Alcohol Consumption

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In 2014, the annual per capita alcohol consumption was 2.3 gallons.

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Introduction

Drinking alcohol increases the risk of cancers of the mouth, esophagus, pharynx, larynx, and liver in men and women and of breast cancer in women. In general, these risks increase after about one daily drink for women and two daily drinks for men. (A drink is defined as 12 ounces of regular beer, 5 ounces of wine, or 1.5 ounces of 80-proof liquor.)

The chances of getting liver cancer increase markedly with five or more drinks per day. Heavy alcohol use may also increase the risk of colorectal cancer and leads to greater increases in risk for most of the alcohol-related cancers. The sooner long-term, heavy alcohol use begins, the greater the cancer risk. Also, using alcohol with tobacco is riskier than using either one alone because it further increases the chances of getting cancers of the mouth, throat, and esophagus.

Measure

Per capita alcohol consumption: The estimated number of gallons of pure alcohol consumed per person (aged 14 years and older), per year. This measure accounts for the varying alcohol content of wine, beer, and liquor. People as young as 14 are included because a large number of adolescents begin drinking at an early age.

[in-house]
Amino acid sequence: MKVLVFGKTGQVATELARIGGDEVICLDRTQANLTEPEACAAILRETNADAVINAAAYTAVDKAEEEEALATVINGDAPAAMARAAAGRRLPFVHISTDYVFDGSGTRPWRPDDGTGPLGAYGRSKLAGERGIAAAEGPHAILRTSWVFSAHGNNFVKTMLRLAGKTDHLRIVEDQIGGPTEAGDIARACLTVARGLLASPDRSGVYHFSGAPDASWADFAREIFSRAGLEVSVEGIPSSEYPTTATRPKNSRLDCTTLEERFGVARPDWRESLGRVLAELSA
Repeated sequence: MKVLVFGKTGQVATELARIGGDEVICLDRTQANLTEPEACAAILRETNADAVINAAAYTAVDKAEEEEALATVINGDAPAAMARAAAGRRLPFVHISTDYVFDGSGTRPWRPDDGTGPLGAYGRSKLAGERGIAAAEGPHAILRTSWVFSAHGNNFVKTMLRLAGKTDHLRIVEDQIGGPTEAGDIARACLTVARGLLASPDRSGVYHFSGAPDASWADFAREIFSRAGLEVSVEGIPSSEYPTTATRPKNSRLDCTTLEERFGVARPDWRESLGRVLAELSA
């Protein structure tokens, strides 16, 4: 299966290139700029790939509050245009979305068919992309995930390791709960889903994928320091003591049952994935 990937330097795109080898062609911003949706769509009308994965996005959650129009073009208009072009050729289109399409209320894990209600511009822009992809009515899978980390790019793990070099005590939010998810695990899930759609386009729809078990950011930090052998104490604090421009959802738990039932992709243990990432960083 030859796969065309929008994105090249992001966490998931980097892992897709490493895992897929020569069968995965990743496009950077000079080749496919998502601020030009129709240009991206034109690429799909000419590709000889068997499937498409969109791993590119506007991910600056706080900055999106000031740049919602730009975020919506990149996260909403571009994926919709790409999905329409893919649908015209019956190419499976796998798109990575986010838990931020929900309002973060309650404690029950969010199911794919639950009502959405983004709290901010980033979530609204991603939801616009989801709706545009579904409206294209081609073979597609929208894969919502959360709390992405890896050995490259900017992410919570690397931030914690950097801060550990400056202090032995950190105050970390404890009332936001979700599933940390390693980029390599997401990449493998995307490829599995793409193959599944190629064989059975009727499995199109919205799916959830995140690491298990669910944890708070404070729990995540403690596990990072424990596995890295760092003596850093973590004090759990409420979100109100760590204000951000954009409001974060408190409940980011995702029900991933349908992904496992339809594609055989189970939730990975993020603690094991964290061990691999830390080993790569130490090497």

Healthy People 2020 Target

  • Reduce average annual alcohol consumption by individuals aged 14 years and older to 2.1 gallons.

Healthy People 2020 is a set of goals set forth by the Department of Health and Human Services.

Data Source

Trends and Most Recent EstimatesHelp with navigating the graphs and data tables

Alcohol Consumption

Annual per capita alcohol consumption in gallons by individuals aged 14 years and older, 1990-2014
Overview Graph Detailed Trend Graphs Most Recent Estimates (2014)
Gallons of Alcohol Confidence Interval
Thumbnail of graph for Annual per capita alcohol consumption in gallons by individuals aged 14 years and older, 1990-2014 All Types of Alcoholic BeveragesClick to see the detailed trend graph for All Types of Alcoholic Beverages 2.3 Not available

Additional Information on Alcohol Consumption

For the public

For health professionals

Scientific reports

Statistics

Year Range

1990-2014

Recent Summary Trend Year Range

2010-2014

Summary Tables

Diet

Recent Summary Trend

Rising

Desired Direction

Falling